2. Some commenters have tried to cast doubts on the reliability of Census 2001. Those who do this should bear in mind that Census 2001 was conducted by a BJP government. Considering the extreme importance that BJP gives to this issue, it would be reasonable to expect that IF it had perceived a problem with the methodology that was distorting the numbers, it would have fixed it. As the article mentioned, BJP or BJP-supported governments have been in power for 10 of the last 40 years, or about a quarter of the time, and the only reasonable conclusion one can arrive at is that any misreporting of numbers, real or perceived, would be marginal and hence, not of importance.
To all other arguments made, my answer is the following: Please read the article again, with particular focus on the quotations of Vivekananda and Monier Williams, and the history of the missionary efforts in Bengal and their outcome.
I appreciate the sentiment, like a great ideal. But, when a bullet kills a person, it is also a disfigurement of the person killed. On the battlefield, people are supposedly to ignore this, to the greatest extent possible. Soldiers cannot do the disfigurement, if there is a cease-fire, even when the state of war is not defined, because of non-possibility. Civilians must also not make the situation within the border, represent mini-anarchy. The soldier practices anarchy, representing a democracy, with the enemy. Rules are supposed to intimate the enemy, that anarchy is about to prevail. The best situation would be, for an enemy to attack without intimation, and silently. There is no unfairness in the act. But, acts which even the actor considers barbarism, leaves the actor defenseless, as he had acted to return from where he came. This is the issue.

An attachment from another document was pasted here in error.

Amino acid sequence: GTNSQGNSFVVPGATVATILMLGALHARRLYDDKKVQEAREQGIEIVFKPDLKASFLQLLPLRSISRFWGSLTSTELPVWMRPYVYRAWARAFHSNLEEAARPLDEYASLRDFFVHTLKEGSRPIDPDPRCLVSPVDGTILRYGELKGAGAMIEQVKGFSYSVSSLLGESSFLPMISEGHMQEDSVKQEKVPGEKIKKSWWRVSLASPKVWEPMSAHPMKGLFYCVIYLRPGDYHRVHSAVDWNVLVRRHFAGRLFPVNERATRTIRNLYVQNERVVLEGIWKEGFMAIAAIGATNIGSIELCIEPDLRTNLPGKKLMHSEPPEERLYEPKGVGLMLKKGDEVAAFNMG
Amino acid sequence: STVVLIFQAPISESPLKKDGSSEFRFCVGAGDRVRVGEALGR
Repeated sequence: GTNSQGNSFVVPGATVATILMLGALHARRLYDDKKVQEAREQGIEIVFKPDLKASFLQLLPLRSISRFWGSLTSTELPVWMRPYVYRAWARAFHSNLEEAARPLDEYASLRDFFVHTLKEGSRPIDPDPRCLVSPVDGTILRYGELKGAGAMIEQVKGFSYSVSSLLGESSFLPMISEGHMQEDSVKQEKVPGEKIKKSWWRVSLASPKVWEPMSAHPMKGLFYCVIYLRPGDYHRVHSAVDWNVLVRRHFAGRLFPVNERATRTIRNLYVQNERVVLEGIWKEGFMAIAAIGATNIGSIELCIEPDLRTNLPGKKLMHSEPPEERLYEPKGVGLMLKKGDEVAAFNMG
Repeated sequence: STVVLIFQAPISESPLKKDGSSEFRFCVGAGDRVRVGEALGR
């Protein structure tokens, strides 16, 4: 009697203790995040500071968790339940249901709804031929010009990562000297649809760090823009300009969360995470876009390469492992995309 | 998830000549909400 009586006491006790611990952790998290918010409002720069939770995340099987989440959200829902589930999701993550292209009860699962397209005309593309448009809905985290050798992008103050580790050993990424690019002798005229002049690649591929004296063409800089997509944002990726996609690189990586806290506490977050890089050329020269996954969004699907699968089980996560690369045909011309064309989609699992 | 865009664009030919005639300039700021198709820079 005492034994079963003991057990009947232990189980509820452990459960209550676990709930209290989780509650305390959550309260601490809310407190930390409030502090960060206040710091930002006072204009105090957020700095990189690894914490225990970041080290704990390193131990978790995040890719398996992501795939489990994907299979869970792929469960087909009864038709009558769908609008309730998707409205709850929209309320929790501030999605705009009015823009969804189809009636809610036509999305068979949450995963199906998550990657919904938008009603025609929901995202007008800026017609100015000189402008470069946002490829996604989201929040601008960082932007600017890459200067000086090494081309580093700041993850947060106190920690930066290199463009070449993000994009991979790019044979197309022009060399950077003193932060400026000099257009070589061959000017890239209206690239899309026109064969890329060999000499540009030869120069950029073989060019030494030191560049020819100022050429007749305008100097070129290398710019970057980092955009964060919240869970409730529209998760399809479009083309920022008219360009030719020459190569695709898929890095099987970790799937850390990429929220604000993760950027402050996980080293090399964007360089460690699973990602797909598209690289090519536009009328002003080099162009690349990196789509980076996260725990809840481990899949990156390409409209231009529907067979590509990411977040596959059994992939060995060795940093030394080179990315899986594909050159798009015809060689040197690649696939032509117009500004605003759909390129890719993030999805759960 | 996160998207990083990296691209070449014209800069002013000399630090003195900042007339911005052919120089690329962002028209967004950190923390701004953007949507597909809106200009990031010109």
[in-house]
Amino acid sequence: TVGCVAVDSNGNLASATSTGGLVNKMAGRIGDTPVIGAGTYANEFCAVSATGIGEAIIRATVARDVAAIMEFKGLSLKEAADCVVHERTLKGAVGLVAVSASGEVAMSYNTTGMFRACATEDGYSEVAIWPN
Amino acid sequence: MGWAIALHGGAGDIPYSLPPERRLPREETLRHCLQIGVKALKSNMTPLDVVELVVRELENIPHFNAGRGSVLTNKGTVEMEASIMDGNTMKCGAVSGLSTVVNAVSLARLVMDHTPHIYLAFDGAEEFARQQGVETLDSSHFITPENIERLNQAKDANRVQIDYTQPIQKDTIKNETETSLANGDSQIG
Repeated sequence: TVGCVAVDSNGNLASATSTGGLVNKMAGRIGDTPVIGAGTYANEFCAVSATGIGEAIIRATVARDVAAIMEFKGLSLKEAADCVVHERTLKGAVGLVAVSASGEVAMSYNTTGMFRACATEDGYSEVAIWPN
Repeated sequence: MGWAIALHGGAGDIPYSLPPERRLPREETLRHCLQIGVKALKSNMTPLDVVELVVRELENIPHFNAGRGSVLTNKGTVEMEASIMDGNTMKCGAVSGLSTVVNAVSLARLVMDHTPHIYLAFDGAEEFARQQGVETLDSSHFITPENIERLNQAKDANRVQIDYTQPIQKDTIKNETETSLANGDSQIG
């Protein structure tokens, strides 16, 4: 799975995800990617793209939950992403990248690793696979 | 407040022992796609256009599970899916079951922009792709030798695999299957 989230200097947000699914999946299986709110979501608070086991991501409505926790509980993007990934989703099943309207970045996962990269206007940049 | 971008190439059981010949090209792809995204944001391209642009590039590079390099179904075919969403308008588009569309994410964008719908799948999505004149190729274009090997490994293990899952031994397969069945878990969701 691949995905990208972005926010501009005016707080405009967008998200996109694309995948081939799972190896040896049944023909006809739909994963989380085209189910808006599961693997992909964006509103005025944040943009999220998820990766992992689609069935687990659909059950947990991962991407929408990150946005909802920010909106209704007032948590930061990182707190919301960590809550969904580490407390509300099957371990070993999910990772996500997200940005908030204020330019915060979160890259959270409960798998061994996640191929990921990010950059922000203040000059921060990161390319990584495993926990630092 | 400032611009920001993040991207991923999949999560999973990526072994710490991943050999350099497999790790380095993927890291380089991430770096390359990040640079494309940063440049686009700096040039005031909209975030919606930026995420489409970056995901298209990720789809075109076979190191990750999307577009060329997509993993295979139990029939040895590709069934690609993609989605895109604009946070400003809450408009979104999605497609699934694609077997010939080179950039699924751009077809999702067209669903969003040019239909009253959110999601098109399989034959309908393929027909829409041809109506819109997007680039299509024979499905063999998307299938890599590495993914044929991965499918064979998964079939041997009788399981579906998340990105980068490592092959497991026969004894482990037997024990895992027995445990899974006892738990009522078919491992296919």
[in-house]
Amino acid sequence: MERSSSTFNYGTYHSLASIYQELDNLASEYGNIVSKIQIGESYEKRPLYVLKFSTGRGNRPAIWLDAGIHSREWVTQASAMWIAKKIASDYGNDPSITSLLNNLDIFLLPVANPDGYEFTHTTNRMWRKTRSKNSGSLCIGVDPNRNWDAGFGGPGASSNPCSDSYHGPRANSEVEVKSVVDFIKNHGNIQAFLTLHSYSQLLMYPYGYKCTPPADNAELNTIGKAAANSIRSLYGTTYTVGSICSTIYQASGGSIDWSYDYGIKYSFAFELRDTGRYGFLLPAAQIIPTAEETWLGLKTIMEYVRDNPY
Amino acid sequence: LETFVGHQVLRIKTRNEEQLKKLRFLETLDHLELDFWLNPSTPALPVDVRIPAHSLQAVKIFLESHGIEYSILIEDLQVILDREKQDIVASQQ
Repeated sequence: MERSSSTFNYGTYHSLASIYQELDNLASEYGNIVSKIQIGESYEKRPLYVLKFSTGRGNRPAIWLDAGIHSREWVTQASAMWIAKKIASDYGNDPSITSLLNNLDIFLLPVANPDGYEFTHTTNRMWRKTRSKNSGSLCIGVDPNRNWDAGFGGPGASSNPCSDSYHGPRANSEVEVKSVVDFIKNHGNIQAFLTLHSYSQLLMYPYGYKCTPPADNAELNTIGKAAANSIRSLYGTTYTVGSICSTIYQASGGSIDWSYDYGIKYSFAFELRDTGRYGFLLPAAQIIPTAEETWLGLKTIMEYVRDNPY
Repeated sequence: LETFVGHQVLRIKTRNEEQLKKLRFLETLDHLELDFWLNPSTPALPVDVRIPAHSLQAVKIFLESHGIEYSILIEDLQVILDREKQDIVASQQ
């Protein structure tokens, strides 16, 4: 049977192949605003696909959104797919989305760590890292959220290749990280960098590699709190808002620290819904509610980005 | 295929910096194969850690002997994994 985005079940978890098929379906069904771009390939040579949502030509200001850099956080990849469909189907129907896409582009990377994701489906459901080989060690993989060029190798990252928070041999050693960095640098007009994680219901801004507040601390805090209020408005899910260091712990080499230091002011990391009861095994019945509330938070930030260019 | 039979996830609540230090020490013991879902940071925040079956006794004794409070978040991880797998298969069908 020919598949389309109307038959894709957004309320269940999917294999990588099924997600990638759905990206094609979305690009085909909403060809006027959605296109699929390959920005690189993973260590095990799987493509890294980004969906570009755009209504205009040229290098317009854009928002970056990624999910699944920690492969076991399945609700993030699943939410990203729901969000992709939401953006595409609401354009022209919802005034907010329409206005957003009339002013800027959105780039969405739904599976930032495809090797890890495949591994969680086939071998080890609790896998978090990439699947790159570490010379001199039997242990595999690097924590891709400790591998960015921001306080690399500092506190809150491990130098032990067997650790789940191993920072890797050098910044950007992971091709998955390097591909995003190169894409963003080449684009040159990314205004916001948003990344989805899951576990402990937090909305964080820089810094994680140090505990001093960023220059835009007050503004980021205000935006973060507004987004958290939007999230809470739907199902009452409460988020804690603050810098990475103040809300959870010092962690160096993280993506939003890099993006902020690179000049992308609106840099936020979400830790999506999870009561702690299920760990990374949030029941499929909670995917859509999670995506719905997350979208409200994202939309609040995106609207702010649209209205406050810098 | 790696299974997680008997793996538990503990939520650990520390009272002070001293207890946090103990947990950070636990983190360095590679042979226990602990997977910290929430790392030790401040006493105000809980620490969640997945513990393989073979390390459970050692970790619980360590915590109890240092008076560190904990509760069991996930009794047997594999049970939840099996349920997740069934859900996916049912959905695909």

Manmohan singh is caught in a pincer move of a myriad of forces.
West/ USA does not want the present political setup in pakistan to return to power. However it looks like it will. If it does, then the political setup of pakistan will grow stronger and will be able to cut to size the USA/ UK controlled deep state withing pakistan. This will lead to phased betterment of ties between india and pakistan. Which if continues will acquire a dynamic of its own, which will then render USA/ UK irrelevant in the indo-pak scene.
The recent attacks by the pak army are infact the provocations grandfathered by USA/ UK, to destabilize indo pak relations, to destabilize pakistani civil government.
How will we hold our nerves? Becasue if we do and the present pakistani civilian government returns to power in pakistan, then the USA/ UK will effectively be fisted in their butt.
Lets not forget, that it was Zardari who told the US, to the face, that the attacks against security forces and civilian targets were the handiwork of USA itself via its presence in Afghanistan.
There is a serious gap in India about what "Pakistan " actually means! The incident on the LOC is a pointer like several other pointers in the past and they will continue in future. We fail to recognise that It is either Pakistan or India. There is not enough space for both. Pakistan understands this fully and hence no matter what the disposition of their government; their India specific policy will continue in the same vein by one name or the other. There might be some make up put on it once a while but essentially it will not change. Ever! As soon as we understand this , we can start basing our Pakistan policies on the facts as they are, rather than some fanciful ideas of "peace at all costs" that have not worked yet and have no chance of succeeding in future. A largely deniable; very active and substantial covert program must be directed not only at the borders but right into the heart of the Pakistani establishment . And we must keep at it for a very long time if we have to keep Pakistan in check. If you can not or will not do it....... Sad to say but be prepared for more such shockers because Pakistan is not stopping and India's meek, non lethal and token responses gives them further encouragement.